Chlorine, Cancer, and Drinking Water
Anahad O’Connor of The New York Times explores the claim that chlorinated drinking water increases the risk of cancer. The conclusion? It’s a little murky:
Some studies have found a link to cancer; others have not. The most reliable findings may be those of meta-analyses, large studies that pool results of many smaller ones. Three such meta-analyses, in 1992, 2003 and 2004, linked long-term consumption of chlorinated water to small increases in the rates of bladder cancer, particularly in men. The analyses adjusted for other risk factors, like age, socioeconomic status and smoking. Some studies analyzed were from the 1970’s, before federal standards for chlorine byproducts were tightened.Dr. Fuhrman is leery of chlorine himself, here’s how he deals with it in his swimming pool:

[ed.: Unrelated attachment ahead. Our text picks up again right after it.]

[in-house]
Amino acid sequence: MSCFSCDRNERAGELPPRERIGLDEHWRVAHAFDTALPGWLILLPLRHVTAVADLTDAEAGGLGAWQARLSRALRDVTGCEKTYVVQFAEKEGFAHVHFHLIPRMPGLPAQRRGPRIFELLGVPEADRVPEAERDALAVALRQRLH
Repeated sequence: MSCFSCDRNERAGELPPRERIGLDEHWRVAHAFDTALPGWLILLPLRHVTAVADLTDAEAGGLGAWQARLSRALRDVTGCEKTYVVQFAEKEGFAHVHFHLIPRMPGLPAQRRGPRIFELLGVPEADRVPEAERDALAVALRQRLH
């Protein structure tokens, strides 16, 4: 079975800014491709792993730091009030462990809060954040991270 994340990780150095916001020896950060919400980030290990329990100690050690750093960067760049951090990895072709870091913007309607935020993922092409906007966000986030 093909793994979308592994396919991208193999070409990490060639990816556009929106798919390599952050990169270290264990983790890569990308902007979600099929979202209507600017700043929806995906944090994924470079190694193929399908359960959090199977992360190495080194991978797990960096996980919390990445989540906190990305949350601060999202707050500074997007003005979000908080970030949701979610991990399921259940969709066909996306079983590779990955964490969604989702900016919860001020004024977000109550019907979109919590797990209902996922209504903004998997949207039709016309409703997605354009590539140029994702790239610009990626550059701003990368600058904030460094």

Several agencies, including the World Health Organization, say the evidence is weak and point out that any risk from chlorine byproducts is tiny compared with risks associated with nonchlorinated water. Many countries that have relaxed chlorination standards have seen outbreaks of cholera and other diseases.
I swim in our chlorinated pool in the summer, but I use a mineral treatment that significantly reduces the amount of chlorine and I use chlorine only periodically when we are not using the pool much for a few days.
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